Finance News & Insights

  • Mary Jane Ritchey

    I can’t resist giving my personal opinion of HSAs. I think (after being in one for a year) that they are only a means of of big insurance companies sucking people dry. While the employee struggles to pay his doctor and perscriptions, etc. the insurance company sits back and collects hundreds of dollars per month per employee. And, you guessed it, it doesn’t cost them one red cent. Overall, it costs the employee & employer around $12,000 per year. For What? We have to pay more for visits because we carry an insurance card. If you tell the Doctor you don’t have insurance, your bill drops almost in half. The only thing an HSA is good for is if you have a major accident or illness. Please let it be known to all employers that even though Ins. Co. try to make you believe you will be saving and be able to offer this great package to their employees, Don’t buy it! They get big bucks, and you get NOTHING.

  • J M Barber

    Interesting comment from MJR (8/4/2008) and I can relate to the frustration, unfortunately, the real problem with Consumer Driven Health Plans (CDHP) accompanied with an HSA (Health Savings Account), is a lack of consumer training, which is certainly not on the shoulders of MJR. These health care plans are, without a doubt, more complicated than your traditional health care plan, however, there is potential to save money (both employer and employee).

    After serving in the health care field for 30+ years, I truly believe that the only answer to our skyrocketing health care costs lays in the hands of the consumer – that’s you and me. Although foreign to us, it’s time we take this product in hand, learn more about it, and change the trend!

    CDHP with an HSA:
    1. Typically, you have a traditional health care plan through an employer. The yearly deductible is high – there are certain required criteria for coverage.
    2. You have an “employee owned” HSA account. That means you take the account with you – it’s your account for always.
    3. Your employer can decide to contribute a set amount of money – normally annually – into your HSA to offset or help offset your yearly deductible. You can contribute to the account. IRS has limitations on the yearly amount that can be contributed.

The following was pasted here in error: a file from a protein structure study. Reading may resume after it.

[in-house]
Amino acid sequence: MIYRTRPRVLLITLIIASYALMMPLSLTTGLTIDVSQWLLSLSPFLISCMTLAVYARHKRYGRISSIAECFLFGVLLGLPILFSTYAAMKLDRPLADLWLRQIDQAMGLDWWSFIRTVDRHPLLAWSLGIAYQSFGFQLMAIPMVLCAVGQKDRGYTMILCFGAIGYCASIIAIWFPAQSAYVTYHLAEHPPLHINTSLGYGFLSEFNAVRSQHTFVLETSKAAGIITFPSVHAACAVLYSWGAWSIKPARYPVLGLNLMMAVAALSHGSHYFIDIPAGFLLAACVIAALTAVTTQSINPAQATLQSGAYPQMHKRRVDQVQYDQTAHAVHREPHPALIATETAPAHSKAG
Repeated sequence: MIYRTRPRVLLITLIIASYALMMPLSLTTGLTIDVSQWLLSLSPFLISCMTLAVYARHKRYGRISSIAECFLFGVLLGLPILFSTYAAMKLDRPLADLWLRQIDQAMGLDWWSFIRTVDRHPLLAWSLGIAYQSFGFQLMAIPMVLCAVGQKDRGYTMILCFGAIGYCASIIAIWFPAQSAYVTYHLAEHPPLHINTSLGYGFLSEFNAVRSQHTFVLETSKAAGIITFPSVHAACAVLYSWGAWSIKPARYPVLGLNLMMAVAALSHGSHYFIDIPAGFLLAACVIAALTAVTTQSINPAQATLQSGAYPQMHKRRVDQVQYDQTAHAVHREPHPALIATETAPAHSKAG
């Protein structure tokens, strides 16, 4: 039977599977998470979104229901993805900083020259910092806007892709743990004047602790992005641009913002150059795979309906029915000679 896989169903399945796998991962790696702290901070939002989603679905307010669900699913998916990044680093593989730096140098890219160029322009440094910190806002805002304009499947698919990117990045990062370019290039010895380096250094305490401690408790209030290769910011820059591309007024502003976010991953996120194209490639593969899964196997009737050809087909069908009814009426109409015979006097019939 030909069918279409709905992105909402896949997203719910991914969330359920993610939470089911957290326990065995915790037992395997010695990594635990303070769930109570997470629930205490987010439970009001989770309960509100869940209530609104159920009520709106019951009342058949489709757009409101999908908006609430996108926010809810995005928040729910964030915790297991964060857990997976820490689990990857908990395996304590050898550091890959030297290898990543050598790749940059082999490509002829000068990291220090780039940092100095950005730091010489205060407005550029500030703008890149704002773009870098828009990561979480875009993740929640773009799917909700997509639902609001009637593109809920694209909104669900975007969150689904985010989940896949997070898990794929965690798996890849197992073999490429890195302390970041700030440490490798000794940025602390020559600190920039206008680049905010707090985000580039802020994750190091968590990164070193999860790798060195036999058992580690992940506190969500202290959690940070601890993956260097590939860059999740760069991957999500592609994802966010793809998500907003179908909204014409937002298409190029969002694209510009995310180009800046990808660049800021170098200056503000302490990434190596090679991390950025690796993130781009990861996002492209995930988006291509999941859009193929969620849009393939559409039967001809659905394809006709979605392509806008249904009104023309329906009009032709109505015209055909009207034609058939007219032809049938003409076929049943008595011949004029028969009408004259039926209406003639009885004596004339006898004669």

4. You incur, for example, a $500 x-ray charge. The doctor/radiologist files the $500 claim with your traditional insurance carrier.
    5. Your insurance carrier applies the $500 to your yearly deductible.
    6. You receive an Explanation of Benefits (EOB) from the insurance carrier reflecting the $500 amount put toward your yearly deductible.
    7. You fax or send the EOB into your HSA vendor. If you have funds in your account, you get a $500 check – you pay the doctor/radiologist.

    Yes, the above example is simplified but basically that’s it in a nutshell. With this type of health care plan, an individual has to setup a filing system to monitor health claims, insurance EOBs, and HSA account information. The sacrifice in trying to control health care costs is our time, which is definitely sacred to most of us, however, I think it will be worth it in the long run.

    One thing to keep in mind, if you stay as healthy as you can and build up money in your HSA account, at retirement age (currently 65), you can take the money out and buy yourself a new car if you’d like! Well, you may want to just hold on to it to help offset the medical expenses not covered by Medicare but at least it’s your account – you own it.

    Lastly, just a comment, most of us have high deductibles ($500 or more) on our auto insurance. We pay for the maintenance on our vehicles such as oil changes, new spark plugs, tire rotation etc. How much do we put into the maintenance of our own health?

  • As a participant and plan administrator of an HSA and HRA, I have to disagree. The first year transition is the hardest. I would rather reduce my premium by half and put that half into a “medical IRA”, earn interest tax-free, accept my ERs contribution to my HSA, have my employer reimburse me the first 50% of my OOP max under the HRA, than give the insurance company ALL that in premiums. I’m a moderate user. I recognize the pain of deductibles, but people don’t realize they were paying just as much in premiums and co-pays that never applied to deductibles, then would have to pay the deductibles. High users don’t build a fund, but even if they use the HSA as fast as it’s funded, it’s with pre-taxed dollars. It’s tough for high users at the beginning, but at the end they receive more in benefits than a traditional plan. For low-users, it’s a way to really build some savings; for moderate users, it’s probably a wash. The philosophy differs considerably from HMOs and low copays, which is how we got into this mess.